It’s a fantastic time of year to be on the water. The Central Tablelands has just so much on offer at the moment; it’s hard to decide where to fish.
Summer was relatively cool with regular rain to keep the dams topped up. Streams and rivers maintained good flows, allowing trout to move right into the upper tributaries, in some cases to places they had not been seen for years.
This all bodes well for plenty of Autumn fishing action.
For many Windamere Dam, near Mudgee, will be very high on the list of destinations. The fishing has been sensational in recent months, and it’s been frustrating and/or thrilling at times being able to see your fish, cast to it and watch it eat or reject your offerings.
At times it has been like fishing in an aquarium.
It’s been awesome fly-fishing the shallow weedy margins from the bank, walking slowly until you spot a fish then making a cast and watching the reaction – something we have not been able to do at Windamere for years.
Small soft plastics presented on spin gear with little or no weight are also an option. I am not sure how long this bite will last; I guess while water levels remain stable and the water stays clear. So make sure you get out there and enjoy.
We are not even half-way through the cod season and already some real honkers have hit the deck. Craig Colley’s young bloke got a fish that would be hard to beat at 92cm and I think it may have been his first cod if the grapevine is correct.
I have received quite a few emails and photos about recent cod captures across the district and it seems the condition of these fish has been awesome.
Scott Mutton’s 84cm fish from Ben Chifley was a corker. It would be hard estimate the weight of such a fish but the photo suggests 20kg-plus.
Who knows what the rest of the season will bring?
I think a lot more guys are targeting cod in the district these days, refining their techniques, networking and talking about different options. It’s good to see.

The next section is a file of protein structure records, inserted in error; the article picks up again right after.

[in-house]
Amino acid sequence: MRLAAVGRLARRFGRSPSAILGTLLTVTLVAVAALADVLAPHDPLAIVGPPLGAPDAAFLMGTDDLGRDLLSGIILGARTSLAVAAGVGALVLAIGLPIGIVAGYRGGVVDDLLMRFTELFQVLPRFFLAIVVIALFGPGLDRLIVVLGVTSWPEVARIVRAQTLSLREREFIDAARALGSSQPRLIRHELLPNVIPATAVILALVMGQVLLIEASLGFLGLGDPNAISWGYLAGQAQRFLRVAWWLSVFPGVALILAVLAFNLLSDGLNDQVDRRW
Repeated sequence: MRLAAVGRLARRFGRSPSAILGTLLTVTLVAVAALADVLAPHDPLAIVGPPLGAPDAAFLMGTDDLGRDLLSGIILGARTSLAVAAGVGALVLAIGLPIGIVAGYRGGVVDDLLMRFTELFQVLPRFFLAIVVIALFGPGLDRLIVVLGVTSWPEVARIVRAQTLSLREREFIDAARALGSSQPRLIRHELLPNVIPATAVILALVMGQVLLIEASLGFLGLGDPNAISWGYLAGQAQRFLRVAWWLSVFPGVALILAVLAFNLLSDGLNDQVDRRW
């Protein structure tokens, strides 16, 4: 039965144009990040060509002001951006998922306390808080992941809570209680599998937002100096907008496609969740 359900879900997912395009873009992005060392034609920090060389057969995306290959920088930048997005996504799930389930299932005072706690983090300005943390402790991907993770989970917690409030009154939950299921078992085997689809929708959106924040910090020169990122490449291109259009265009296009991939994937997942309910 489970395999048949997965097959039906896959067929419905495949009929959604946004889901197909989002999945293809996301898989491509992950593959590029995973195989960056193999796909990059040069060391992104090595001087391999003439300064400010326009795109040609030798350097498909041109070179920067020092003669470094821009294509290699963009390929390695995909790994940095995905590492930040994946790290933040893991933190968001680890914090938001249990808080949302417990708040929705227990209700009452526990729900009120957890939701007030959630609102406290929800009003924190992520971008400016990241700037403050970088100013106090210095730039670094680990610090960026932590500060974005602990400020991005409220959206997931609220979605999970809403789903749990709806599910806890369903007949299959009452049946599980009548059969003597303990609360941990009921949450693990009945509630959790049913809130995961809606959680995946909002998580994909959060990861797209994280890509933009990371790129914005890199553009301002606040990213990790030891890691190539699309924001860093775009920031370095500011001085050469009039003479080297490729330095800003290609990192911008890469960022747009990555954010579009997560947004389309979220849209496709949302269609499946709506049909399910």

I know I am going back a few months but it’s a good opportunity to let everyone know how the weather has affected the trout season this year and how it translates into a good Autumn.
Back in January I had a midday session along the wall at Thompsons Creek Dam.
In most regular seasons this would be unheard of for me, mainly because the fish would be wide and deep at that time of day.
But here I was, casting at midday sippers; they were taking beetles by the dozen straight of the top – wow!
This can only be good for the season ahead. Instead of being out wide and deep on the thermocline chasing itty-bitty wee nothings, some of these trout have been gorging themselves on high-protein beetles, gudgeon, shrimp and the like.
That can only mean one thing – big trout!
It’s not all good news, though. The weather especially early in the Summer played havoc with the bass in Lake Lyell and the fishing was very hot and cold.
Hopefully that will have changed by now.
Surface lures will still be an option this month, especially early or late in the day.
Soft plastics cast and retrieved along break lines and edges where fish have been spotted on the sounder will be a better option during the day.
Trolling lures of 60mm or 70mm or even smaller that get to the depth of the fish shown on the sounder is also a good tactic.
Regular captures of trout and bass in the same boat using the same technique is becoming common at this time of year at Lyell.Reads: 1826